The evening she arrives, Natasha is outside smoking when her solace is interrupted by a woman falling out of the sky and splattering on the ground a few feet from her. Not far behind, the titular baby comes tumbling down and lands in Natasha’s outstretched arms. From then on, no matter how much she protests, she just can’t shake the bundle of joy. The little Damien clearly wants Natasha and will get rid of anyone in the way, often opting for a bizarre accident followed by bouncy gurgling.
“It’s every woman’s story. If you choose to have kids, you’re a mom,” de Swarte told NBC News, emphasizing “mom” in a way that sounded a bit like “captive.” “You’re a mom, so now you do all these things that other moms do.”
In a nod to gaslighting classic “Rosemary’s Baby,” everyone around her seems to conveniently forget that Natasha didn’t have a baby as of just a few days ago. And at dizzying speed she’s pulled into a world of judgmental, Stepford moms and chaos-ruled play zones, all while attempting to figure out how to rid herself of the often cute, very often creepy baby saddled to her side.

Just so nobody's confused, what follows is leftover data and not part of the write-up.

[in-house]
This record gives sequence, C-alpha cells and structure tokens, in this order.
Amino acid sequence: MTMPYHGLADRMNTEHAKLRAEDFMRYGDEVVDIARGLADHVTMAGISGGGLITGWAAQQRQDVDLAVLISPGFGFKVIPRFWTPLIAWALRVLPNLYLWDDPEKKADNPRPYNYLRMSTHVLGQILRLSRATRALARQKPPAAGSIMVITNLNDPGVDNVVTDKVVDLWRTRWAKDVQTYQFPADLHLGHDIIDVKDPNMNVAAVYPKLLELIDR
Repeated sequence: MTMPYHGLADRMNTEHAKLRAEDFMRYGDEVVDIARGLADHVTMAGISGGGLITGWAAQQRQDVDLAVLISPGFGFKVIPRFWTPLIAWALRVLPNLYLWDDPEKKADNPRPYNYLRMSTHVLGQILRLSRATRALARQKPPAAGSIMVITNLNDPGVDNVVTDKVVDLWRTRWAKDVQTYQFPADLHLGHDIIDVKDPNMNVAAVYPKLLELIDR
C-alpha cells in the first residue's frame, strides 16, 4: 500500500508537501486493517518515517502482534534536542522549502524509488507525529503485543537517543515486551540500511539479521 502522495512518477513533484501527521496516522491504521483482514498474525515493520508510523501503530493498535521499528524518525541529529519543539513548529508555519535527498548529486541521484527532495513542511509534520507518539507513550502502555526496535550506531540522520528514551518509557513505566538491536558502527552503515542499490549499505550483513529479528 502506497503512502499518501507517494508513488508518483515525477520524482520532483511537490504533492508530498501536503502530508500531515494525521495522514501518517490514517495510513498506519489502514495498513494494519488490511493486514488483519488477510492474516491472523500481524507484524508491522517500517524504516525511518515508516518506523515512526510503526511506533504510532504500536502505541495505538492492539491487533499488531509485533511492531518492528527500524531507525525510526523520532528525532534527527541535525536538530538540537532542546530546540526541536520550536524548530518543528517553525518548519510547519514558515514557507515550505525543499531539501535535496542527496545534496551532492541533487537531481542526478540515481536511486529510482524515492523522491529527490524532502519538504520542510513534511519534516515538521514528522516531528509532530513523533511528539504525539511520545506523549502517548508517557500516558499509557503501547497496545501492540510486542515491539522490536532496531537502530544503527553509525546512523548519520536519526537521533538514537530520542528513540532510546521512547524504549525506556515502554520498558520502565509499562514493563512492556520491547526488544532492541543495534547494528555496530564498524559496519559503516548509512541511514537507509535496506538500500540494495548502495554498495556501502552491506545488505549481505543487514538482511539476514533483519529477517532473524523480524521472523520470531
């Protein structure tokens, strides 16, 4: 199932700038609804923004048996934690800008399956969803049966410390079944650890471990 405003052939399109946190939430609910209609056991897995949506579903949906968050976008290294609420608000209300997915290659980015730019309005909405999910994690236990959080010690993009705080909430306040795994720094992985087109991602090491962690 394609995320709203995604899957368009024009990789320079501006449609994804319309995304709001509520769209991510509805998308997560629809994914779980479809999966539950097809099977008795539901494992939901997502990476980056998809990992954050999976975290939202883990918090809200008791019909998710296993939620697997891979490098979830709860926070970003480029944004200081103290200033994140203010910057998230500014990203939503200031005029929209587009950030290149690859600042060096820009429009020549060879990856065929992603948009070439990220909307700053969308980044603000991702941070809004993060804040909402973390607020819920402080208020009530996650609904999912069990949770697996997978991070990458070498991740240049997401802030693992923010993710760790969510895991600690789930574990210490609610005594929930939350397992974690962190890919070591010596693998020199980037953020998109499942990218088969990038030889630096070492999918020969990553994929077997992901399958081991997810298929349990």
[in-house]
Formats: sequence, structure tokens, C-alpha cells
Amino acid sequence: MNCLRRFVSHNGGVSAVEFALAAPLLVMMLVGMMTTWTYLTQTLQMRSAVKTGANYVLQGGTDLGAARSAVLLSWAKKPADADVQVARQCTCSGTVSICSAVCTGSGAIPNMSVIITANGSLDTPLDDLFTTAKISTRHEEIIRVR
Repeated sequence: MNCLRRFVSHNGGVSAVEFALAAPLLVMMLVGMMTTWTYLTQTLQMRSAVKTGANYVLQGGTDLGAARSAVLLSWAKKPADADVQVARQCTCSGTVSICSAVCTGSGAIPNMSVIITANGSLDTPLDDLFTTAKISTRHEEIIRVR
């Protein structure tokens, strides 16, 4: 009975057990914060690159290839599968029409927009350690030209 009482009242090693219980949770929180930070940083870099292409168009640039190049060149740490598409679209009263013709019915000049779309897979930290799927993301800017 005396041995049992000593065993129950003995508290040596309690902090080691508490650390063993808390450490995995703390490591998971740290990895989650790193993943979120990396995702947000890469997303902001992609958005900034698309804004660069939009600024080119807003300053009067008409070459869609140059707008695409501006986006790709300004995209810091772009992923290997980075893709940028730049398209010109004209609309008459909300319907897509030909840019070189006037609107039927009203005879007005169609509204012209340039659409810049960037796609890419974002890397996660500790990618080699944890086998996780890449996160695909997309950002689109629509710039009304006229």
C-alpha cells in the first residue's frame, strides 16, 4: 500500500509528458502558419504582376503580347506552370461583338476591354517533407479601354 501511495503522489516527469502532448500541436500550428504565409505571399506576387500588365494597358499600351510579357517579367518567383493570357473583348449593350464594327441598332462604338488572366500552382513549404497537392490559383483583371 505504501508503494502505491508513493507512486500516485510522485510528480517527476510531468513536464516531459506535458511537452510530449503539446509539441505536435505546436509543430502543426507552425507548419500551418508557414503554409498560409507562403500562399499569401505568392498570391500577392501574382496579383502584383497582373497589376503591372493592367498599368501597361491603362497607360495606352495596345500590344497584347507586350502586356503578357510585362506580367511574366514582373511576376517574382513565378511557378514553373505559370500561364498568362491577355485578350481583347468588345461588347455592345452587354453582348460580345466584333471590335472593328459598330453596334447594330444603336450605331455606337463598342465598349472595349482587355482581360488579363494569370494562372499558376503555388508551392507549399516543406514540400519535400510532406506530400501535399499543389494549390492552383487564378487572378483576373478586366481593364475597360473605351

The only one who questions the baby’s unexplained arrival is Bobbi, who is dealing with her own modern parenting nightmare: gay adoption. Carrying her own set of baggage from the sisters’ childhood, Bobbi is clearly desperate for a baby, which appears in both weighty and amusing moments (when she’s introduced in episode three, Bobbi coerces her partner, played by Genesis Lynea, into practicing a cringeworthy, magic-themed sales pitch for their case worker, which is entertainingly botched later on). But, unlike Natasha, Bobbi can’t just materialize a newborn.